My mother’s mother smoked like a chimney. Everyone in her generation did, and she was a model and a local talk show host, so she had an image to maintain. Eventually that led to cancer, as it always seems to do. Grandma Junie didn’t have health insurance (few did at the time). When it became apparent she was in serious medical trouble, she tried to purchase it. The law, on the other hand, in the interest of the free market, allowed health insurance companies to act as they saw fit. They saw fit not in the interest of aiding the sick, but rather in aiding their pocket books. They had the power to deny my grandmother treatment due to her ‘pre-existing condition.’ Before they would insure her, they claimed, she would need to go without treatment for six months. Because she was not independently wealthy, she did.
It killed her. My grandma Junie died of bone cancer, which had matastasized from lung cancer to breast cancer to bone cancer in the six months without treatment. On the day of her death, she sneezed and broke ribs from the force of it. It was painful, degrading, and completely unnecessary.
Did my grandmother kill herself by smoking cigarettes? Without engaging in a debate on the ethics of the tobacco lobby’s advertising, I’ll admit yes, she did. Did that justify this painful, humiliating death? I can’t see how it did.
I realize this is an extremely personal example, and I’ve had more than one person tell me that they literally couldn’t argue with me because I had such a personal, emotional connection to it. But isn’t that just avoiding the point? People die because we venerate the free market over human experience. People suffer so we can retain our economic freedom.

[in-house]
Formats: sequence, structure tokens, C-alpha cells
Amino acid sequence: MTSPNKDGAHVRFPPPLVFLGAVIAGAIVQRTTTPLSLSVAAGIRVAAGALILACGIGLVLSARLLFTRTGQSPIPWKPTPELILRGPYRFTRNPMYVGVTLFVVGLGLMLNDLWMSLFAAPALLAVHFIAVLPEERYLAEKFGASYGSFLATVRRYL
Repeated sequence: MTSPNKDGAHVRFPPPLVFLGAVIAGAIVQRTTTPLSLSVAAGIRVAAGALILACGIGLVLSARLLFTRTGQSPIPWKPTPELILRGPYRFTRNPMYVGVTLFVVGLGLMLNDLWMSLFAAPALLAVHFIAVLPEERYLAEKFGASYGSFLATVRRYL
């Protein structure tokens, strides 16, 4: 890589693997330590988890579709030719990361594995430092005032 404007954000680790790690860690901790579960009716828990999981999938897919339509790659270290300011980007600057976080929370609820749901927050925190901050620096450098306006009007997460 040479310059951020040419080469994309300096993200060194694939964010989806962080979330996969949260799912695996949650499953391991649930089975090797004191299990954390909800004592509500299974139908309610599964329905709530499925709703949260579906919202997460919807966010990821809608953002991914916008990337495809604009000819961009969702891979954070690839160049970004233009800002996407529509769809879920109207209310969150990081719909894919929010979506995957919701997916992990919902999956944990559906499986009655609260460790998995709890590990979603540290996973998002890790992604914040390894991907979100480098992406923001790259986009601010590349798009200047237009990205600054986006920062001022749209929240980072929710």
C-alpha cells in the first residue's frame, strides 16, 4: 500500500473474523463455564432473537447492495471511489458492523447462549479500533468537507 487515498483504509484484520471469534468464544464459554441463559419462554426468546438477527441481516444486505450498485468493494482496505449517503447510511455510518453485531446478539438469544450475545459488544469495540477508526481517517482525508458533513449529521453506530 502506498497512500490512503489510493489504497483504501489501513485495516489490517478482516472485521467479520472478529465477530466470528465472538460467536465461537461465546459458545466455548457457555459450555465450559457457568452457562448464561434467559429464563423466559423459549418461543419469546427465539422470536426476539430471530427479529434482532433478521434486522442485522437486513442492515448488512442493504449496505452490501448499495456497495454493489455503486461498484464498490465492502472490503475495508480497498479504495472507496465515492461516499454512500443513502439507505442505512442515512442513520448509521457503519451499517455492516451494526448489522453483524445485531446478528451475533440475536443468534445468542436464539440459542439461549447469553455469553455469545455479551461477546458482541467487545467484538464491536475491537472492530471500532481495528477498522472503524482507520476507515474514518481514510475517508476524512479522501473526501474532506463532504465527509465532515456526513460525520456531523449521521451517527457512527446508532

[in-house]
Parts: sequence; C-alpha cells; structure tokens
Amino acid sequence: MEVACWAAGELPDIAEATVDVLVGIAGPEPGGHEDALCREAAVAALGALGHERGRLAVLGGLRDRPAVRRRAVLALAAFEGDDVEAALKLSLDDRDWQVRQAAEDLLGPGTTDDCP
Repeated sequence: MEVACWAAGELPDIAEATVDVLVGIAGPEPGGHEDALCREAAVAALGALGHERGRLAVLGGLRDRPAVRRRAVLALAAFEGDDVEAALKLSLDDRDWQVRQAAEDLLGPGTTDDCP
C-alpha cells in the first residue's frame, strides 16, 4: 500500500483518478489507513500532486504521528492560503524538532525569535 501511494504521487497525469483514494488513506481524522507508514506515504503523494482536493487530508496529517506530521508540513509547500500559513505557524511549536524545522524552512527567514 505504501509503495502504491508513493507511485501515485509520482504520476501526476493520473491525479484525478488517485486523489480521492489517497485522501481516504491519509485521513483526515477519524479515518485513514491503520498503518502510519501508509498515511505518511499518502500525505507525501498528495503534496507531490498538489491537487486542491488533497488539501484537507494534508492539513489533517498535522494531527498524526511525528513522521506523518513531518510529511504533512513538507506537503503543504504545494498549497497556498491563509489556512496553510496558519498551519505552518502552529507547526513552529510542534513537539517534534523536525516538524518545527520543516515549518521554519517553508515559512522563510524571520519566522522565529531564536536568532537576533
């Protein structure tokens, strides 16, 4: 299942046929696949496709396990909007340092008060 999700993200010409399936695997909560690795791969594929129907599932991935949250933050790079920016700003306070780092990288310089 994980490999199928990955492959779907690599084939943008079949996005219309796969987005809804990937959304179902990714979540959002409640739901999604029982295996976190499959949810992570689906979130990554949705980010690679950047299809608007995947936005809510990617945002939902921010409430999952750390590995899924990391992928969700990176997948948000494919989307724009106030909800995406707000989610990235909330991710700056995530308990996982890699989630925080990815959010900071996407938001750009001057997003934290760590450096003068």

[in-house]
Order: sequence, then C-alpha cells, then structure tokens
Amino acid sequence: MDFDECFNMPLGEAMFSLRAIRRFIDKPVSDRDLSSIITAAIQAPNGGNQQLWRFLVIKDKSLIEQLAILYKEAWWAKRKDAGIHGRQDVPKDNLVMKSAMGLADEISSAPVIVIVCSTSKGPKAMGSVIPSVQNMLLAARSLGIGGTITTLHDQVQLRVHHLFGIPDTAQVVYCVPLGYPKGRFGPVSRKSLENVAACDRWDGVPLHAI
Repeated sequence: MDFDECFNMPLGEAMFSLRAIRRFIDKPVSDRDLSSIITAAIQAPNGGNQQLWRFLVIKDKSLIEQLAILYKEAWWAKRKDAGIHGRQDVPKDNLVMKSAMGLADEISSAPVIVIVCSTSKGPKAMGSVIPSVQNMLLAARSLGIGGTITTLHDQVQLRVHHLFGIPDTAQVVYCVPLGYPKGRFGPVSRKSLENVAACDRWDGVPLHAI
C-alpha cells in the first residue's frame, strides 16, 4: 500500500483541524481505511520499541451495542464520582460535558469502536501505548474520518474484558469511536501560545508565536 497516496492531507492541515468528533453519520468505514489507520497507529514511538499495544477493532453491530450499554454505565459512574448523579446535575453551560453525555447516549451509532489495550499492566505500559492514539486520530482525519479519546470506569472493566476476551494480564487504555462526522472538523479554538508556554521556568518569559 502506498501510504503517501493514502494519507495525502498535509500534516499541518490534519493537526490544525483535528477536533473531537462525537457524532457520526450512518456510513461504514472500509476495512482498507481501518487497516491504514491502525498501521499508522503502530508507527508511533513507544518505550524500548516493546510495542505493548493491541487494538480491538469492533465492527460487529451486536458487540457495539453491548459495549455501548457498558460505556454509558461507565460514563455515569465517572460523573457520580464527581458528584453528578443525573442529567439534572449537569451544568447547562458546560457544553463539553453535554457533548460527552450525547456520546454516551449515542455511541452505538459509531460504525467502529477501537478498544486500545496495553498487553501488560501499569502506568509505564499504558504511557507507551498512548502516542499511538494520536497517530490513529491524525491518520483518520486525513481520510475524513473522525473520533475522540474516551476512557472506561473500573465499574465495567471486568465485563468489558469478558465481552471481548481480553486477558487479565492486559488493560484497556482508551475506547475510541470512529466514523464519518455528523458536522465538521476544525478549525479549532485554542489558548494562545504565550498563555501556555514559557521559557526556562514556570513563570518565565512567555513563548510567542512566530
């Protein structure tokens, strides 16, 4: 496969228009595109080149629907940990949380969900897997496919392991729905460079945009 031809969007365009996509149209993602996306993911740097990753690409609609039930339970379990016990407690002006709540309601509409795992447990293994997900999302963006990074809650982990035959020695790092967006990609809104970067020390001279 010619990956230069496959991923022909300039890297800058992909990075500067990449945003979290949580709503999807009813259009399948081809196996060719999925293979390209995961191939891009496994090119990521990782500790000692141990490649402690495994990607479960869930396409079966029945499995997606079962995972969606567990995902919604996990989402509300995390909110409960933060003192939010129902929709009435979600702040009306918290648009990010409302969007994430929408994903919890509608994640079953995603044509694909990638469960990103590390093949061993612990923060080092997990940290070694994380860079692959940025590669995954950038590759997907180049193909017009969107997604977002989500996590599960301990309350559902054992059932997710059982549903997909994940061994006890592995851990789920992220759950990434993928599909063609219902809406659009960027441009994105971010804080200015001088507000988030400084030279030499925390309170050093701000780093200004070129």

This isn’t the right to life. It’s the right to stuff.
The last thing Mulready asked was about the government’s right to take a life. This is hard for me. I have a rather violent personality. An eye for an eye makes a lot of sense to me, and grace seems strange. As a historian, I’m fairly well-acquainted with what evils man is capable of committing. And that leads me to crave violence in response. That’s why I don’t let myself see movies like Taken or Last House on the Left.
Why? Because I know the Gospel is more powerful than my desire for vengeance. It makes no earthly sense to me, but the sacrifice of Alban, whose head was displayed on the battlements of a Roman fort, means more than a father’s brutal vengeance of his daughter’s abuse. I want to cheer on Liam Neeson in Taken, but it is more True to pray for the transformation of the villain. I want catharsis – Christ offers regeneration.
Should the state kill its citizens for the sake of the safety of the rest of them? Pragmatically, yes. But I’ve never been a pragmatist. Killing the enemy doesn’t make anyone truly safe. Transforming him into a friend does. As a Christian, I believe this is only possible through the work of the Holy Spirit, but the moment we adminster the lethal injection, or fire the bullet at the terrorist, we end the possibilty that the transformation will ever occur. And, given the fallibility of the state, the idea of denying that possiblity in even one life frightens me.
What is the right to life? It is, first of all, the right to the vital elements that sustain it: food, shelter, air, and the like. But in a bountiful country such as ours, it is also the faciliation of that life. It is its protection economic, environmental, medical and otherwise. It is the encouragement of a system that recongnizes these needs and promotes their exercise.
Yes, that’s vague. Necessarily so. But we must do it, so ‘a man can stand up.’ ‘